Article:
Tag Archives: TED talks

The Book Group on Karen Armstrong on the Bible

Karen Armstrong, On the Bible (Atlantic Books UK, Allen & Unwin 2007)

1ob Part of the function of a book group, or at least of mine, is to take you (me) out of your (my) comfort zone. So when On the Bible was proposed as the title for our March meeting, I resisted my urge to reach for a proverbial bargepole.

The urge didn’t come from a Dawkinsian disdain for religion. On the contrary, atheist though I am now, I was a member of the Marist Brothers in my teens and early 20s, and I treasure the memory of a series of lectures by nicotine-stained Brother Flavian, who was supposed to be teaching us Catechetics (whatever that is) but instead shared his passion for biblical studies an hour a week for a whole year. I wasn’t keen on revisiting the subject with what sounded like a dry introductory text.

But I’d seen Karen Armstrong’s TED Talk, Let’s Revive the Golden Rule, and the chap who proposed the book was very keen., so what the hell, archie, I thought, and happily supported the proposal..

It turns out that the stuff I remember from Brother Flavian’s lectures – the story of how the Bible was written and compiled, including the varied cultural and historical contexts – takes up just a fraction of the book. Karen Armstrong doesn’t linger on the poetry so much as sketch the politics, and though I miss the poetry, the politics is often fascinating, especially when there is an implied commentary on 21st century readings. For example, she describes P, the priestly strand of the Torah/Pentateuch, as proclaiming that ‘Israel was not a people because it dwelt in a particular country, but because it lived in the presence of God’; or, something that Brother Flavian could never have said but is glaringly obvious once articulated, ‘A thread of hatred runs through the New Testament.’ (Pharisee to Richard the Third: ‘You call that a hatchet job? This is a hatchet job.’)

The US title, The Bible: A Biography, is not only catchier, it also gives a better sense of what the book is: because once it has told the story of how the books of the Bible were written and assembled, it goes on with the process of canonisation (which happened over centuries, and was still being debated in Luther’s time), and then Armstrong’s real subject: how the way they were read changed over the centuries – by Jews, Catholics, Orthodox Christians and Protestants. The Midrash and Talmud, the Platonists, the early Christian Fathers up to St Augustine, the mediaeval exegetes and the Kabbalists all brought different understandings of what the Bible was, and how it should be read, and what one was to make of its many inconsistencies. Then came the Protestant Reformation and capitalism, and Lurianic Kabbalah and tikkun olam, followed by the Enlightenment, which brought Spinoza ‘who studied the historical background and literary genres of the Bible with unprecedented objectivity’ and was the forerunner of the German Higher Criticism. We arrive at last at the mystical reading of the Hasidim, and the extreme literalism of the fundamentalism that came into being in late 19th century USA:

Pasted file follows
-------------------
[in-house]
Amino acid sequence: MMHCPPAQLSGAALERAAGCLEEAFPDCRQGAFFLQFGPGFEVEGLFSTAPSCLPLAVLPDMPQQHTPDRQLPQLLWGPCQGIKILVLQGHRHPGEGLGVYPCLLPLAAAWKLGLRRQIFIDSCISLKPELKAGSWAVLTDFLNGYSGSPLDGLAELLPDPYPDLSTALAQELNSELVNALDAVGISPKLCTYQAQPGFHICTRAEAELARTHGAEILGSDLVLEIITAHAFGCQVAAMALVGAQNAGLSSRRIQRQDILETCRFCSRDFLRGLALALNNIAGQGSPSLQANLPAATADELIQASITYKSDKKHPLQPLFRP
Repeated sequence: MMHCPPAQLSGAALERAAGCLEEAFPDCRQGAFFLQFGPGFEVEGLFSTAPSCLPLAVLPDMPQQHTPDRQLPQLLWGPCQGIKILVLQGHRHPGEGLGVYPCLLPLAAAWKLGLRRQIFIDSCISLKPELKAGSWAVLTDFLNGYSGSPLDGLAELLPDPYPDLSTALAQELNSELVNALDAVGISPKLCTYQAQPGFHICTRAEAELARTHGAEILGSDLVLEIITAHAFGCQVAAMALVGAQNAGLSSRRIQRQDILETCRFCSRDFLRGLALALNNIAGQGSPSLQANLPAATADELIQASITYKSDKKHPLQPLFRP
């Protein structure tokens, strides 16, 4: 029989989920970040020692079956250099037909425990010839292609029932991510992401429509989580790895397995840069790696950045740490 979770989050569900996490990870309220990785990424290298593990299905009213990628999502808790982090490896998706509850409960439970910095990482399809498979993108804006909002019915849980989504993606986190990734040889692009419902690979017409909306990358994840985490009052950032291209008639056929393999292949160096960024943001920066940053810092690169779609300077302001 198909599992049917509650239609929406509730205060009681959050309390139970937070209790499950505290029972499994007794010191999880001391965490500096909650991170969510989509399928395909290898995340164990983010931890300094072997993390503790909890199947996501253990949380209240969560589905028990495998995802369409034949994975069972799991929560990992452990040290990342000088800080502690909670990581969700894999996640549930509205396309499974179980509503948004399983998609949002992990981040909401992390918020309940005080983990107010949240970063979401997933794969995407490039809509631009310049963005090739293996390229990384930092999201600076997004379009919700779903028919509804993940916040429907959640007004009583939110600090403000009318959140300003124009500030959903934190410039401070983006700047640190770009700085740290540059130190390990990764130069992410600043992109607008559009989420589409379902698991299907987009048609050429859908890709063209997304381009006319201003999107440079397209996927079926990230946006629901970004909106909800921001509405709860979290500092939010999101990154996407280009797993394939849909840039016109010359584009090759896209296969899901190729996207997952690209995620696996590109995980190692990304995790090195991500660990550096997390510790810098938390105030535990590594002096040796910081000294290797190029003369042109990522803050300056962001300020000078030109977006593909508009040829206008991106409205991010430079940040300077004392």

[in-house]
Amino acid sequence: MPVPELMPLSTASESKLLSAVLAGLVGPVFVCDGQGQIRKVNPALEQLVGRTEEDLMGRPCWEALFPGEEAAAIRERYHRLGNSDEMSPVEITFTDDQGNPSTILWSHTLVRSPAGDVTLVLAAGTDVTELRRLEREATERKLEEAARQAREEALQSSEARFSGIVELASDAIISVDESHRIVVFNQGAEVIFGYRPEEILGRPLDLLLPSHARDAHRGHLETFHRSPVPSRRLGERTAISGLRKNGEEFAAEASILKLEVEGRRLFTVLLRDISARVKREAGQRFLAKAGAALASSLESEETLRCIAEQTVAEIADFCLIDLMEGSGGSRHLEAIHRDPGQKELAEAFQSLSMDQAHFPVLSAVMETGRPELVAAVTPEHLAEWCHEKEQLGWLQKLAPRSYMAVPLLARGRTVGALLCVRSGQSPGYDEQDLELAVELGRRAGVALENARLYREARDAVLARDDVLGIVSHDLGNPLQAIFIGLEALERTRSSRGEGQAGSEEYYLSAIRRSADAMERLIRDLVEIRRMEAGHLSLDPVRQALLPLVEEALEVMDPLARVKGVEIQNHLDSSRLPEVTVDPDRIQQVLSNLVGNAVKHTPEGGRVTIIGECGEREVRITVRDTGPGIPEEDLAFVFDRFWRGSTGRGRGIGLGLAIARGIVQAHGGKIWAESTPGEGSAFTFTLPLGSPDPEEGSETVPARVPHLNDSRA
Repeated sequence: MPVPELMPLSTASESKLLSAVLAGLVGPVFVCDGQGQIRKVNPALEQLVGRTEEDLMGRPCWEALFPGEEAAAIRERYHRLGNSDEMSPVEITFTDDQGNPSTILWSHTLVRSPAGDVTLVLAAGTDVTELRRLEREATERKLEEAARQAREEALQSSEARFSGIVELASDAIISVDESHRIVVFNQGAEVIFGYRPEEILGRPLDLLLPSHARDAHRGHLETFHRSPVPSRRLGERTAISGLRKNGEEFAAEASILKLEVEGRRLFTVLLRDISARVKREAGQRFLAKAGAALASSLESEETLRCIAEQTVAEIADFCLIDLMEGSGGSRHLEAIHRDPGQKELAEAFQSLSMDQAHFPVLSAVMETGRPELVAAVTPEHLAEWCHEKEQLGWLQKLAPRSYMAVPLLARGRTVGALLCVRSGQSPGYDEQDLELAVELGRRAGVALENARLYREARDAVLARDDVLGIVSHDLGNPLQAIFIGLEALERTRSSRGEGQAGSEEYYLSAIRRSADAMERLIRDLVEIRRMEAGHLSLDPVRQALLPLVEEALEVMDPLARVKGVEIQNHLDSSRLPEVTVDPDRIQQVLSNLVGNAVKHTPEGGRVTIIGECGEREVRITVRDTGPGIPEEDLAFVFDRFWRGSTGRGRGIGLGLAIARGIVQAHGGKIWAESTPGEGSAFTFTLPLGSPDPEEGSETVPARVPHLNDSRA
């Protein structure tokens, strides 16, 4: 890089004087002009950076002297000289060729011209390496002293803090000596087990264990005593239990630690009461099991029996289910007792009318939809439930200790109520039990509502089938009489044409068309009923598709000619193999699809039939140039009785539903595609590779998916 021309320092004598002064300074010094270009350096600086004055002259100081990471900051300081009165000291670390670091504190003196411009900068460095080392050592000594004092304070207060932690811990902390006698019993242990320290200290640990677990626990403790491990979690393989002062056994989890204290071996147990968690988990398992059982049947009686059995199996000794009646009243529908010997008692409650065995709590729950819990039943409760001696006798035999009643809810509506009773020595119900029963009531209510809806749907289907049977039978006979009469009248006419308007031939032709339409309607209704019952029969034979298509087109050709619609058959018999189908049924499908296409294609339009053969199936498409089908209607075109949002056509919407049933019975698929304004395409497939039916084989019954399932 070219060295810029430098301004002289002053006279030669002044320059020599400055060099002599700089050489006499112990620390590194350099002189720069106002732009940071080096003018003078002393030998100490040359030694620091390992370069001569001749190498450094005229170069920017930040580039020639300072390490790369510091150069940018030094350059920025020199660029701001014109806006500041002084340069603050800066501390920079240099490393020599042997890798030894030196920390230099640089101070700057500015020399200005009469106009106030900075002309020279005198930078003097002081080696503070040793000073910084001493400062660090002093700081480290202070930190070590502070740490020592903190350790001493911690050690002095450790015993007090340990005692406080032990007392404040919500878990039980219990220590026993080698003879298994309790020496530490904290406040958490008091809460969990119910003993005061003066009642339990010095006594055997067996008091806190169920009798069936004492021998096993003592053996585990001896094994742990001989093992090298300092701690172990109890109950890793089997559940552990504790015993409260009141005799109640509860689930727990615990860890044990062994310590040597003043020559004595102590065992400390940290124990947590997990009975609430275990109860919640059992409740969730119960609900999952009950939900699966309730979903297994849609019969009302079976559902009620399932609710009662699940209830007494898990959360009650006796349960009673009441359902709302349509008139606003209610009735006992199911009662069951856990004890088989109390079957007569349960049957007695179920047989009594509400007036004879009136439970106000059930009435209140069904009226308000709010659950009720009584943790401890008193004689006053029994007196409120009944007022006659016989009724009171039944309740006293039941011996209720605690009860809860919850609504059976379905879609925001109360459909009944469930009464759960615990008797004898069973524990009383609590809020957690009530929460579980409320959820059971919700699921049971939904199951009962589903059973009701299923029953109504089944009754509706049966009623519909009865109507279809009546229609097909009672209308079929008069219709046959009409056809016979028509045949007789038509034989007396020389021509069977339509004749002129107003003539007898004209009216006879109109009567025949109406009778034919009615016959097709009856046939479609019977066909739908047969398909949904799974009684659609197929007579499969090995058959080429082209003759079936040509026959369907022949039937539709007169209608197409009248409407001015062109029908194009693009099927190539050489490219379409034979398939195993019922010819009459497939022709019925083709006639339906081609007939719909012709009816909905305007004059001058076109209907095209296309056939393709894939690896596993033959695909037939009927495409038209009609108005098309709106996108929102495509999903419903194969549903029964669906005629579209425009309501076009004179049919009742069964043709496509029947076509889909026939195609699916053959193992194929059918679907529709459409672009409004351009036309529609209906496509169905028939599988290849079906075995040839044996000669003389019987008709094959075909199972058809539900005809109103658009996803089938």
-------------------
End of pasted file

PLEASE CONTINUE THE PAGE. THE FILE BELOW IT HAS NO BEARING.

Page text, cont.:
This was an entirely new departure. In the past, some interpreters had favoured the study of the literal sense of the Bible but they had never believed that every single word of scripture was factually true. Many had admitted that, if we confined our attention to the letter, the Bible was an impossible text. The belief in biblical inerrancy … would, however, become crucial to Christian fundamentalism and would involve considerable denial. [The leaders of this approach] were responding to the challenge of modernity but in their desperation were distorting the scriptural tradition they were trying to defend.

And then there’s post-Holocaust Judaic literalism which adopted the until-then secular ideology of Zionism, and came up with a doctrine that was in fact completely novel even while claiming to be based in antiquity:

Unless Jews occupied the whole land of Israel, exactly as this was defined in the Bible, there could be no Redemption.

The blurb tells us Karen Armstrong was a religious sister briefly some decades ago. You can’t tell from this book whether she is still a Catholic or even a believer, but there’s no hostility to religion. What does come through loud and strong is her antagonism to movements that hijack the Bible for political purposes, while disregarding the extraordinary richness of its history.

There are dry stretches, where the treatment of various Kabbalists, say, or different strands of mediaeval Christian hermeneutics amount to little more than annotated lists, potentially useful if one were to go on to further study, but skippable for the drive-by reader. Perhaps, in fact, those dry patches make up most of the book, so that in effect it’s more successful as a reference book than as a narrative. I found the bits that transcended that dryness fascinating, among other things for the way they illustrate that reading, reading anything at all, is a tremendously complex act that can transform the text being read.

I was reminded of Constantine’s Sword, James Carroll’s powerful history of anti-Jewish oppression in Christianity, especially Catholicism, which could almost read as an elaboration of one thread of this book..

The meeting:
In the days leading up to the meeting there was a flurry of emails saying their writers had up after a hundred pages or less, and I wouldn’t have been surprised if the conversation last night had sputtered and died before moving on to the media’s nastiness about Julia Gillard. In fact, we stayed roughly on topic most of the evening – helped by a couple of the chaps having been to Seders the night before. Googling was banned for the evening, so there were interestingly speculative conversations about, among other things, the meaning of the orange on the Seder plate, and the colour and species of the animal that Jesus rode into Jerusalem.